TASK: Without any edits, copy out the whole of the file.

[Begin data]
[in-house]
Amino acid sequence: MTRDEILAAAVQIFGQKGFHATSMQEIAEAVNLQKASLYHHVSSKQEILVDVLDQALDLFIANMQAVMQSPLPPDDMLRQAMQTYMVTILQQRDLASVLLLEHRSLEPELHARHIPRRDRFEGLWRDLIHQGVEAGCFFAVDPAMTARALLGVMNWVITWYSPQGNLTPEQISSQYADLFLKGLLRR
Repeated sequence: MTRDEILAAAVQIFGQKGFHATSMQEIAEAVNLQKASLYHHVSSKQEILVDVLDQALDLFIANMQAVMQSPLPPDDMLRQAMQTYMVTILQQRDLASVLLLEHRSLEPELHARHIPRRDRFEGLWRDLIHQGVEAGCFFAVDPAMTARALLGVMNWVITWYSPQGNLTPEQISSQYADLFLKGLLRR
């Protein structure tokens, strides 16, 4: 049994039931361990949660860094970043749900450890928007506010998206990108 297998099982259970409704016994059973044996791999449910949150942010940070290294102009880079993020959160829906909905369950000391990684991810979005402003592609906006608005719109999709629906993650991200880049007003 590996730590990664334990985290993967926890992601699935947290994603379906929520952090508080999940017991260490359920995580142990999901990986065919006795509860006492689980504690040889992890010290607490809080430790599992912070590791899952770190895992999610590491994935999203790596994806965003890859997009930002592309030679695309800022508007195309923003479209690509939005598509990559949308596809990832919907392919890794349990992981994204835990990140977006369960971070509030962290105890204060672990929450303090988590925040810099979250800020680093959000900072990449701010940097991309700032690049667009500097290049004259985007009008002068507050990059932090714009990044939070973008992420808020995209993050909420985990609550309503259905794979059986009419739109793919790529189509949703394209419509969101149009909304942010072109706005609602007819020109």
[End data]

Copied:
[in-house]
Amino acid sequence: MTRDEILAAAVQIFGQKGFHATSMQEIAEAVNLQKASLYHHVSSKQEILVDVLDQALDLFIANMQAVMQSPLPPDDMLRQAMQTYMVTILQQRDLASVLLLEHRSLEPELHARHIPRRDRFEGLWRDLIHQGVEAGCFFAVDPAMTARALLGVMNWVITWYSPQGNLTPEQISSQYADLFLKGLLRR
Repeated sequence: MTRDEILAAAVQIFGQKGFHATSMQEIAEAVNLQKASLYHHVSSKQEILVDVLDQALDLFIANMQAVMQSPLPPDDMLRQAMQTYMVTILQQRDLASVLLLEHRSLEPELHARHIPRRDRFEGLWRDLIHQGVEAGCFFAVDPAMTARALLGVMNWVITWYSPQGNLTPEQISSQYADLFLKGLLRR
């Protein structure tokens, strides 16, 4: 049994039931361990949660860094970043749900450890928007506010998206990108 297998099982259970409704016994059973044996791999449910949150942010940070290294102009880079993020959160829906909905369950000391990684991810979005402003592609906006608005719109999709629906993650991200880049007003 590996730590990664334990985290993967926890992601699935947290994603379906929520952090508080999940017991260490359920995580142990999901990986065919006795509860006492689980504690040889992890010290607490809080430790599992912070590791899952770190895992999610590491994935999203790596994806965003890859997009930002592309030679695309800022508007195309923003479209690509939005598509990559949308596809990832919907392919890794349990992981994204835990990140977006369960971070509030962290105890204060672990929450303090988590925040810099979250800020680093959000900072990449701010940097991309700032690049667009500097290049004259985007009008002068507050990059932090714009990044939070973008992420808020995209993050909420985990609550309503259905794979059986009419739109793919790529189509949703394209419509969101149009909304942010072109706005609602007819020109």